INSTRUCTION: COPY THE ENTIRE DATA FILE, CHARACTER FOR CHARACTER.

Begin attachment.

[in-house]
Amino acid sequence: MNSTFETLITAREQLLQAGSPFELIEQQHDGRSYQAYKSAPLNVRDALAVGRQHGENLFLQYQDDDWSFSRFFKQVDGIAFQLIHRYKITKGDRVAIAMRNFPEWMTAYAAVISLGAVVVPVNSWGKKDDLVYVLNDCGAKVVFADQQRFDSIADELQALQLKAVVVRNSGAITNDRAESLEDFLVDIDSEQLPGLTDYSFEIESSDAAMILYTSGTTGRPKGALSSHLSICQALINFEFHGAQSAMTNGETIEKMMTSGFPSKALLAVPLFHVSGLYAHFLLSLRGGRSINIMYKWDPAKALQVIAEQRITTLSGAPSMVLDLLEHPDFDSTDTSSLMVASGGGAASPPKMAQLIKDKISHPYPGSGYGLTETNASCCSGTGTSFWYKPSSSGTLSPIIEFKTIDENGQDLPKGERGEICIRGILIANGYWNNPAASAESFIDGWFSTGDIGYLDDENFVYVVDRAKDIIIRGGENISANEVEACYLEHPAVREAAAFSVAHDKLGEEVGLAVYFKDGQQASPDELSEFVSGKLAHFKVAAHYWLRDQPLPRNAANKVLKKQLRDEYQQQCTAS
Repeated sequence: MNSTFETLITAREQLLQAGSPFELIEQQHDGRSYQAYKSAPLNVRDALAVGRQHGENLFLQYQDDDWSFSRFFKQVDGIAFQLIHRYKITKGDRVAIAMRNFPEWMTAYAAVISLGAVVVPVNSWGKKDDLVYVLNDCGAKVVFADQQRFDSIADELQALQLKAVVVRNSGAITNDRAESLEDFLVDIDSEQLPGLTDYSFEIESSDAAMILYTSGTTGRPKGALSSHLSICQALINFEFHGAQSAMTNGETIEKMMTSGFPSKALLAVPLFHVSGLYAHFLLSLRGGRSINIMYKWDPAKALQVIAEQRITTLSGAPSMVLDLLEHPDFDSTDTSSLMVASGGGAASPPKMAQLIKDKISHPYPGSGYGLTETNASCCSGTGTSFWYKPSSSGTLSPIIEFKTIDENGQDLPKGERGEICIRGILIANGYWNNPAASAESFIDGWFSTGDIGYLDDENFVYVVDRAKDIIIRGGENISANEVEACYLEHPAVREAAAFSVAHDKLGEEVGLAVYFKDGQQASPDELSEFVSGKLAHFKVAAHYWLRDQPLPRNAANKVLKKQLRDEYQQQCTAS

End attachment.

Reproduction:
[in-house]
Amino acid sequence: MNSTFETLITAREQLLQAGSPFELIEQQHDGRSYQAYKSAPLNVRDALAVGRQHGENLFLQYQDDDWSFSRFFKQVDGIAFQLIHRYKITKGDRVAIAMRNFPEWMTAYAAVISLGAVVVPVNSWGKKDDLVYVLNDCGAKVVFADQQRFDSIADELQALQLKAVVVRNSGAITNDRAESLEDFLVDIDSEQLPGLTDYSFEIESSDAAMILYTSGTTGRPKGALSSHLSICQALINFEFHGAQSAMTNGETIEKMMTSGFPSKALLAVPLFHVSGLYAHFLLSLRGGRSINIMYKWDPAKALQVIAEQRITTLSGAPSMVLDLLEHPDFDSTDTSSLMVASGGGAASPPKMAQLIKDKISHPYPGSGYGLTETNASCCSGTGTSFWYKPSSSGTLSPIIEFKTIDENGQDLPKGERGEICIRGILIANGYWNNPAASAESFIDGWFSTGDIGYLDDENFVYVVDRAKDIIIRGGENISANEVEACYLEHPAVREAAAFSVAHDKLGEEVGLAVYFKDGQQASPDELSEFVSGKLAHFKVAAHYWLRDQPLPRNAANKVLKKQLRDEYQQQCTAS
Repeated sequence: MNSTFETLITAREQLLQAGSPFELIEQQHDGRSYQAYKSAPLNVRDALAVGRQHGENLFLQYQDDDWSFSRFFKQVDGIAFQLIHRYKITKGDRVAIAMRNFPEWMTAYAAVISLGAVVVPVNSWGKKDDLVYVLNDCGAKVVFADQQRFDSIADELQALQLKAVVVRNSGAITNDRAESLEDFLVDIDSEQLPGLTDYSFEIESSDAAMILYTSGTTGRPKGALSSHLSICQALINFEFHGAQSAMTNGETIEKMMTSGFPSKALLAVPLFHVSGLYAHFLLSLRGGRSINIMYKWDPAKALQVIAEQRITTLSGAPSMVLDLLEHPDFDSTDTSSLMVASGGGAASPPKMAQLIKDKISHPYPGSGYGLTETNASCCSGTGTSFWYKPSSSGTLSPIIEFKTIDENGQDLPKGERGEICIRGILIANGYWNNPAASAESFIDGWFSTGDIGYLDDENFVYVVDRAKDIIIRGGENISANEVEACYLEHPAVREAAAFSVAHDKLGEEVGLAVYFKDGQQASPDELSEFVSGKLAHFKVAAHYWLRDQPLPRNAANKVLKKQLRDEYQQQCTAS